This is a guest post for the MELD Coworking blog written by David Jones.
With everything that’s going on in the world right now due to the Coronavirus, many of us are working remotely which will probably become the more accepted way of working going forward.
Working remotely has many benefits which I’m sure many of us are loving right now. This time last year, I don’t think any of us would have imagined conducting meetings while dressed in our loungewear. With that said, working remotely can have many security risks to your and your client’s data and in this article, we will discuss the risks and how to mitigate them.
1) Changing your default Wi-Fi settings
You would be surprised how many individuals keep their default Wi-Fi username and passwords which make it easy for hackers to crack your passwords because they know the general format of these usernames and passwords.
When working remotely, you want to make your network as obscure as possible and not give these hackers any indication of who the network belongs to. So if your name is Sarah, don’t use a Wi-Fi network named “Sarahs Wi-Fi” instead call it something along the lines of “Wi-Fi Network 3”.
Using a name like that won’t allow attackers to know whose network it is or the model of the Wi-Fi hub which makes brute-forcing or guessing your username and password much more difficult.
2) Don’t open attachments with emails
One of the easiest ways for your network to become infected is through opening emails from people you don’t know and clicking on either links or attachments.
These links and attachments could send you off to websites with malicious code or your computer will be forced to download something called Ransomware. Ransomware is code that locks you out of your system and requires you to make a payment to get your data back. For individuals and businesses alike, Ransomware attacks can be disastrous as they can cost you anywhere from a few hundred dollars to hundreds of thousands.
Emails are the go-to method for scams so be very careful when opening messages from people you don’t know.
3) Enable Wi-Fi Encryption
Most routers will come with Wi-Fi encryption, but for some strange reason, they are not turned on as standard. However, if you are working from a co-working space you will be glad to know that your Wi-Fi is encrypted which helps keep your data safe.
For those working at home, you should Google search your router and see how you can turn on its encryption. When turning on encryption you should choose either WPA2 or WPA3 encryption depending on the age of your router. Both levels use something called Advanced Encryption Standard which is used by the Government for securing their top-secret data. If it’s good enough to hide data about little green men in area 51, then you can be sure it will protect your data too.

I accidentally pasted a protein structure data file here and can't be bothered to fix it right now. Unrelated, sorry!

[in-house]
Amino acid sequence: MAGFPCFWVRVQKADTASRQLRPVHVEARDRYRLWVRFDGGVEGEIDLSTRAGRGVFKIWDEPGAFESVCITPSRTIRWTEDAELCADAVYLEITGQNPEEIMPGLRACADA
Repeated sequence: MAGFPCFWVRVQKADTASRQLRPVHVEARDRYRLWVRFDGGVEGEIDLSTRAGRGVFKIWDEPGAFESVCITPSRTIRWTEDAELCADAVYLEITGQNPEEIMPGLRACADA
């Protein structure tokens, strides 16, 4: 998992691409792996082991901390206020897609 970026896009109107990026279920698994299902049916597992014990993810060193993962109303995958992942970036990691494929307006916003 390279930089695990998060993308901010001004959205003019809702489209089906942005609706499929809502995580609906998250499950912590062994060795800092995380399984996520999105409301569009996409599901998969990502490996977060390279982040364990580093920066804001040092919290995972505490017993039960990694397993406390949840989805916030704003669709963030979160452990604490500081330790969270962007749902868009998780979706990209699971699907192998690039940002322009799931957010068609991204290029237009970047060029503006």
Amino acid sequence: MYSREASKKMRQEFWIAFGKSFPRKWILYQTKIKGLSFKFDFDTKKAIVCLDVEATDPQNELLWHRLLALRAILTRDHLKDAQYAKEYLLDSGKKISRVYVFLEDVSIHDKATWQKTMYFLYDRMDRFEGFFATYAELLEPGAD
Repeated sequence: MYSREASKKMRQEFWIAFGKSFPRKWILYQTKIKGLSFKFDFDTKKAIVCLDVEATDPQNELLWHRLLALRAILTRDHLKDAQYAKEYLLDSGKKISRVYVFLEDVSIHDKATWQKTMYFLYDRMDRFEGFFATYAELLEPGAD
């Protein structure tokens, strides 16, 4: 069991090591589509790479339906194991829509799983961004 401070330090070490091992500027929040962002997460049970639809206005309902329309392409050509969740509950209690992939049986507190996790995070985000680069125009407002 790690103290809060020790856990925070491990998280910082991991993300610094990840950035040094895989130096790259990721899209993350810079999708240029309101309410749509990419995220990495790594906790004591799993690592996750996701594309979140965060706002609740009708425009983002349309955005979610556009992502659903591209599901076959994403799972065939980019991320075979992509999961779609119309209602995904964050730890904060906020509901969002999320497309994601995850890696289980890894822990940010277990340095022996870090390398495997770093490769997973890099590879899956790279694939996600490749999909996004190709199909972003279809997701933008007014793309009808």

Some Wi-Fi routers will come with WEP encryption which isn’t very secure and can be cracked with the right tools. If your router only has this option it may be worth upgrading your router or working from a coworking space with better encryption levels.
4) Install a firewall and virus protection
The final tip that I want to share with you is to install antivirus software, a firewall, and malware software. Having these on your computer will protect your computer as well as the network you are connected to.
Even if you don’t download software or click on links in emails, you can still get infected from using the internet at any time. I often click on websites when searching for something on Google and land on websites that try to install software on my computer without my permission.
To keep your data and computer safe there are many choices out there, some paid and some free. I like using AVG for my antivirus and Firewall options along with Malwarebytes to protect my computer from malware.
To protect my network against Ransomware I try not to open emails from people I don’t know. If I have to, I don’t click on any of their links or download any of the attachments in the emails because even the most innocent-looking files such as a jpg (which is the file type of an image) can include malicious code.
You should also consider the above when receiving emails from friends or colleagues, as their computer could have got infected and sent malicious emails out without them knowing.
David Jones is a security consultant at Ottawa based IT company Firewall Technical.